Interferon-induced antiviral genes are crucial players in innate antiviral defense and potential determinants of immune response heterogeneity. We selected 114 candidate single-nucleotide polymorphisms (SNPs) from 12 antiviral genes using an LD tagSNP selection approach and genotyped them in a cohort of 738 school children immunized with two doses of rubella vaccine. Associations between SNPs/haplotypes and rubella virus-specific immune measures were assessed using linear regression methodologies. We identified 23 significant associations (p < 0.05) between polymorphisms within the 2'-5'-oligoadenylate synthetase (OAS) gene cluster, and rubella virus-specific IL-2, IL-10, IL-6 secretion, and antibody levels. The minor allele variants of three OAS1 SNPs (rs3741981/Ser162Gly, rs1051042/Thr361Arg, rs2660), located in a linkage disequilibrium block of functional importance, were significantly associated with an increase in rubella virus-specific IL-2/Th1 response (p ≤ 0.024). Seven OAS1 and OAS3 promoter/regulatory SNPs were similarly associated with IL-2 secretion. Importantly, two SNPs (rs3741981 and rs10774670) independently cross-regulated rubella virus-specific IL-10 secretion levels (p ≤ 0.031). Furthermore, both global tests and individual haplotype analyses revealed significant associations between OAS1 haplotypes and rubella virus-specific cytokine secretion. Our results suggest that innate immunity and OAS genetic variations are likely involved in modulating the magnitude and quality of the adaptive immune responses to live attenuated rubella vaccine.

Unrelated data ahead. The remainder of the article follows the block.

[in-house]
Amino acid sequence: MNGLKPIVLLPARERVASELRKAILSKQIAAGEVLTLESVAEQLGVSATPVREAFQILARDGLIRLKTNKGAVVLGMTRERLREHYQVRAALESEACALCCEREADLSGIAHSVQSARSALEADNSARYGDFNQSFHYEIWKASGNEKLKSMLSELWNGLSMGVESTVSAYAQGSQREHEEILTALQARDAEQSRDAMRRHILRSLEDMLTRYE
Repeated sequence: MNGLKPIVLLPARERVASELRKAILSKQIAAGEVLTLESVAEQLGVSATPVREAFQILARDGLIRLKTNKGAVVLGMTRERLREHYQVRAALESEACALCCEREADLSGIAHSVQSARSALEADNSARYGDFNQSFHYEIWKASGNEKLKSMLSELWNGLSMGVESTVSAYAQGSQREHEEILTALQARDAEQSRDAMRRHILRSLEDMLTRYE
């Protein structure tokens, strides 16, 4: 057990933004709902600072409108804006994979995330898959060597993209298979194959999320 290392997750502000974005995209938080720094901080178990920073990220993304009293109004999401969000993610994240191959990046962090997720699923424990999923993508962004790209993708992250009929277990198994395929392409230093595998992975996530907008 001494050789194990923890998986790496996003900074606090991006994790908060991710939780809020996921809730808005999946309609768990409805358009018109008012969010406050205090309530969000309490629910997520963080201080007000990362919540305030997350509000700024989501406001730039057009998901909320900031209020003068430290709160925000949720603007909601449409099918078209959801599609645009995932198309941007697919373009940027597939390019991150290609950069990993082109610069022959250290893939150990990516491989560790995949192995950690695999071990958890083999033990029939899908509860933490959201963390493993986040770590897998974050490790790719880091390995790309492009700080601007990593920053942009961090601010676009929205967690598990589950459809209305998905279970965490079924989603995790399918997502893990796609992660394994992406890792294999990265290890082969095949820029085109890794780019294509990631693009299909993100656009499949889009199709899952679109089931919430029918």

- 2',5'-Oligoadenylate synthetase
- Rubella vaccine
- Single nucleotide polymorphism
ASJC Scopus subject areas
- Immunology and Allergy